Thanksgiving is tomorrow and, though a time traditionally seen for gratitude, it’s a good time to practice compassion both with ourselves and others: ourselves because many (perhaps even most) Americans tend to get upset about weight-gain and worry about what and how much they’re going to eat (on top of all of our other stresses and pressures); others because the holiday allows us to gather with family members, some of whom may be sorely in need of compassion and with whom it would be easiest to practice. For those fortunate enough to have some time off of work, we could use this time to reflect and be grateful for the compassion that others have shown to us or for those moments we had the wisdom to bestow it upon ourselves. Whatever you choose to do during this holiday, I hope that you at least spend it in the company of family and friends, NIP. Hopefully this time of healing and celebration will act as a springboard into a more compassionate life in the near future.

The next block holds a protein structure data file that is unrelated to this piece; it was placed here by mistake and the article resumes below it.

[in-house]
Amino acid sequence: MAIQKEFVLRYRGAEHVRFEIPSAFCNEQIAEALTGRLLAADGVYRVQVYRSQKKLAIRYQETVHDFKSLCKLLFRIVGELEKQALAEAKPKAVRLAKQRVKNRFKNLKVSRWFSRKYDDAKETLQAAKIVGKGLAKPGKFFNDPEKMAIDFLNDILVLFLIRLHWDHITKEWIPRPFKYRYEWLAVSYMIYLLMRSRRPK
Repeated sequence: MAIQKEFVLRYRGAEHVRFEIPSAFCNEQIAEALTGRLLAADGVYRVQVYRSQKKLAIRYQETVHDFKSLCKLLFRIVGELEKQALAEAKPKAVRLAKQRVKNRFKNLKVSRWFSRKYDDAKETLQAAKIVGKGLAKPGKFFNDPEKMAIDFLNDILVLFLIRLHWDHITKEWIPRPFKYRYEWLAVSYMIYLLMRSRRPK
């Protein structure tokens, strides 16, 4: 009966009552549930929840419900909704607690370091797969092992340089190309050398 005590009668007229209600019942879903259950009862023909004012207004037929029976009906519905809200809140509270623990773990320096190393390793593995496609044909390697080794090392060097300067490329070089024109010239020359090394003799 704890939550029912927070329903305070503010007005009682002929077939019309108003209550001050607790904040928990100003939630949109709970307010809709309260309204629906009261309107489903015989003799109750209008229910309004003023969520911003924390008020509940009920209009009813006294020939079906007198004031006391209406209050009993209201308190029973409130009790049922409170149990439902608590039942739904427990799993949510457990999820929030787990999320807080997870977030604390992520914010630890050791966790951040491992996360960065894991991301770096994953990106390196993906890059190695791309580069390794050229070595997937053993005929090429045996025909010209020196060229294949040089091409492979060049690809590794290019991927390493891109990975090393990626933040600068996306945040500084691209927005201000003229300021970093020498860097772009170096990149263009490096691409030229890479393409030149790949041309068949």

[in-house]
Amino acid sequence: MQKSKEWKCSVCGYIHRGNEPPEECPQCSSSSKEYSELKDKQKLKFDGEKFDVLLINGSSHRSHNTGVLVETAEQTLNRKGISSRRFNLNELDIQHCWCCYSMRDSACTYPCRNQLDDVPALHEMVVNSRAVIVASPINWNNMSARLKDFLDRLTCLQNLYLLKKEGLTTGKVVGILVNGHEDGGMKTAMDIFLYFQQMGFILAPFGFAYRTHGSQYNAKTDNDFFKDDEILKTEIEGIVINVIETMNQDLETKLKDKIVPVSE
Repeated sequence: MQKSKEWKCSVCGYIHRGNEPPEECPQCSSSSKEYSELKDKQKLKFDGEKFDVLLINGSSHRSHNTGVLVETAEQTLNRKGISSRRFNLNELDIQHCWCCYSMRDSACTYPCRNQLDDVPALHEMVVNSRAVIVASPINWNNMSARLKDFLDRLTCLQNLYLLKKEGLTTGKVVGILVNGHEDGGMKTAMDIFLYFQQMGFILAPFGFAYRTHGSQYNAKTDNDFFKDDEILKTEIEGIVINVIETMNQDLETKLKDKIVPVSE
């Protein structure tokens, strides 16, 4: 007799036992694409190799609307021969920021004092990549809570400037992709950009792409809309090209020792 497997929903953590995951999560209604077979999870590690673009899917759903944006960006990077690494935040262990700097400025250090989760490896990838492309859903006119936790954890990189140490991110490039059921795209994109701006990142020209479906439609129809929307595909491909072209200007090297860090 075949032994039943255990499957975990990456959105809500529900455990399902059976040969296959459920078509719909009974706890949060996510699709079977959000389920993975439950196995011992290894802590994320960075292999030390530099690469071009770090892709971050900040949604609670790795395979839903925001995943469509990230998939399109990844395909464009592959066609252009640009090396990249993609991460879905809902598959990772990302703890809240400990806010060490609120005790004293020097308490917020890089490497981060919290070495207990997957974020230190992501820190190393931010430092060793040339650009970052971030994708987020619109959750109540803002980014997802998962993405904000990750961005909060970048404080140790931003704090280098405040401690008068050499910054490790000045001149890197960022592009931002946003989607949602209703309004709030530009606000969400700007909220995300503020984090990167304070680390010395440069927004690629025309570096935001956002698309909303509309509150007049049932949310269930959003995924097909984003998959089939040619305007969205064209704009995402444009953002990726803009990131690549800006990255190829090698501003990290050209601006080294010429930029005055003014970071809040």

Practice compassion, NIP.
P.S. - Click here if you'd like to watch Karen Armstrong's original TED talk. I didn't mention it earlier, but TED annually gives a $100,000 award to the best TED talk to help transform the person's idea into a reality. Karen Armstrong's idea won this prize and she used the money to research and write her book, Twelve Steps to a Compassionate Life.
Wednesday, October 31, 2012
What up, NIP?